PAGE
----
The discovery of oil in Gabon more than forty years ago has brought the country high per capita income and levels of human development compared to other sub-Saharan African states, though at 106th on the human development index, the country falls short of those with comparable per capita income.[4] The World Bank has noted the country's historically poor economic performance and fiscal management, but has recognised improvements over the last five years. Higher oil prices alongside fiscal adjustment and structural reforms, including privatisation and transparency initiatives, have served to improve financial management. The global economic crisis of 2008-9 severely impacted upon the value of the export commodities that are key to the Gabonese economy, particularly oil, manganese, wood, rubber and services. Growth entered negative figures for the first time since 2000, though the World Bank has projected that growth will exceed 5 per cent from 2010.[5]

Media and Civil Society

Gabonese law provides Constitutional guarantees of freedom expression and of the press, but legal harassment, threats and financial pressure on journalists are common. Freedom House has noted an improvement of the situation for the media in the country since President Ali Bongo came to power, but continues to document cases of governmental pressure. In 2010, a journalist with the daily L'Union newspaper was convicted of criminal defamation in relation to a person who was not named in the article in question, and later the same year the editor of Le Temps was imprisoned for failing to pay a fine in relation to a defamation charge.[6] The newspaper Ezombolo was also subject to a temporary ban in 2010 for “persistently insulting the head of state”.[7]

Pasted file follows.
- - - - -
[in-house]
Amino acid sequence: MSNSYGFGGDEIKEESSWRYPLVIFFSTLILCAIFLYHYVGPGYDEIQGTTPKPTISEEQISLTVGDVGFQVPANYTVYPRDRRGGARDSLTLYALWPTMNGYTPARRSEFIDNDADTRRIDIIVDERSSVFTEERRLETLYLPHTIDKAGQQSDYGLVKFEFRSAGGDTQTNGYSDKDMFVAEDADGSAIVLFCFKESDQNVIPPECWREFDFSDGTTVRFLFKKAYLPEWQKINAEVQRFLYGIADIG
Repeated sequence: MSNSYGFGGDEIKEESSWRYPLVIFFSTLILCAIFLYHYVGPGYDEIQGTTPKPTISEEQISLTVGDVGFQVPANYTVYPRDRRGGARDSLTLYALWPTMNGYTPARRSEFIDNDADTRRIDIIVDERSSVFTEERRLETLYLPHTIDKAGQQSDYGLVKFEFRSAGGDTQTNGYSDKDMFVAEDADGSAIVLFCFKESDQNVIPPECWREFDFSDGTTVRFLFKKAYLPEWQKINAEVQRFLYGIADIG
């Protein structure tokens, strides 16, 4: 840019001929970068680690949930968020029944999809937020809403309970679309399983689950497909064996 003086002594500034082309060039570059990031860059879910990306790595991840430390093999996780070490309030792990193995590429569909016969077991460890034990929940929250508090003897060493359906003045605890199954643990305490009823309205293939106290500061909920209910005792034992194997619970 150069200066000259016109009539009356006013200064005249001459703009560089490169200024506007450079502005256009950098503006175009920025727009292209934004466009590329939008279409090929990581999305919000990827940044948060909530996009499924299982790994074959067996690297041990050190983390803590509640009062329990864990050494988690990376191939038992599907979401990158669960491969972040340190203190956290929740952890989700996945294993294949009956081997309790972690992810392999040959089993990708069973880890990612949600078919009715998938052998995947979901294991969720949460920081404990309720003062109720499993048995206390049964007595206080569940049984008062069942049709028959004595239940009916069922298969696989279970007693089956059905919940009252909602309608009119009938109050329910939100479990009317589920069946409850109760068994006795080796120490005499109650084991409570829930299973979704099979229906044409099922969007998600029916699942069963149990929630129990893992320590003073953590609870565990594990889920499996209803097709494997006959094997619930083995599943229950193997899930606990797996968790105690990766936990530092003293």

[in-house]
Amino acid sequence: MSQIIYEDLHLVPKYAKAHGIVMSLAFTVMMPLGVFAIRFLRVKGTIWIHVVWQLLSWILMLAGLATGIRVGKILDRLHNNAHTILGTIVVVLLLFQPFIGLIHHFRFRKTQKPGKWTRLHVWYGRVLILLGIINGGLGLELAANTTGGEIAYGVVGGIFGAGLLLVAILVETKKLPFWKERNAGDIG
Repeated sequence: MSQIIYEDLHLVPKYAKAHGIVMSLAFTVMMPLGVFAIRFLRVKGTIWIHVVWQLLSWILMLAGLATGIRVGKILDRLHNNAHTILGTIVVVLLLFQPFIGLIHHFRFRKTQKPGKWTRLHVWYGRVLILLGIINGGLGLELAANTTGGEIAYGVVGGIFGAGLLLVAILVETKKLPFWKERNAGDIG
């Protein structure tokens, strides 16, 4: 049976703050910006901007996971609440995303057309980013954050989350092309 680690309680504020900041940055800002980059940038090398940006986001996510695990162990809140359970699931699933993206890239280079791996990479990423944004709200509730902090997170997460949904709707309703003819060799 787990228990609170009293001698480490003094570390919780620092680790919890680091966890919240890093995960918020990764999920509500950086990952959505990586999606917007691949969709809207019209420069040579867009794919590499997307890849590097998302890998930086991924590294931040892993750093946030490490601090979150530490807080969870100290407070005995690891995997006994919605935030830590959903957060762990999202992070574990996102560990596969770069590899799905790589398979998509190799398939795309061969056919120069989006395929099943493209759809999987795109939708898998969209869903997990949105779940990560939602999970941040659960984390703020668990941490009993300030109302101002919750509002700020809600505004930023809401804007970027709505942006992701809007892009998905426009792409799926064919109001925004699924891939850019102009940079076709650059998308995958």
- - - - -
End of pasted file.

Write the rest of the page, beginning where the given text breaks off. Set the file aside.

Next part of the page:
Reporters Without Borders rated the country 101 out of 179 in its 2011/12 Press Freedom Index.[8]

Human Rights and Children's Rights

Gabon is a party to most international human rights Conventions, though it has not signed or ratified the two optional protocols to the International Covenant on Civil and Political Rights and or the complaints protocol of the Convention on the Rights of the Child. However, the country has a poor record on engaging with human rights mechanisms, and has not reported to any of the UN Treaty Bodies since 2005. Nonetheless, concerns have persistently been raised over the country's record on juvenile justice, particularly with regards to the detention of children in overcrowded conditions and for lengthy periods prior to trial.[9]

In September 2012, Gabon became one of the first countries to ratify the Optional Protocol on a communications procedure for the CRC.



Quick Facts

  • Population: 1,563,900 (UNDP, 2012)
  • Population under 18: 642,000 (UNICEF, 2011)
  • Number of internet users: 159,012 (8.2% of the population) (Internet World Stats, 2012)
  • Human Development Index ranking: 106 (UNDP, 2012)
  • Happy Planet ranking: N/A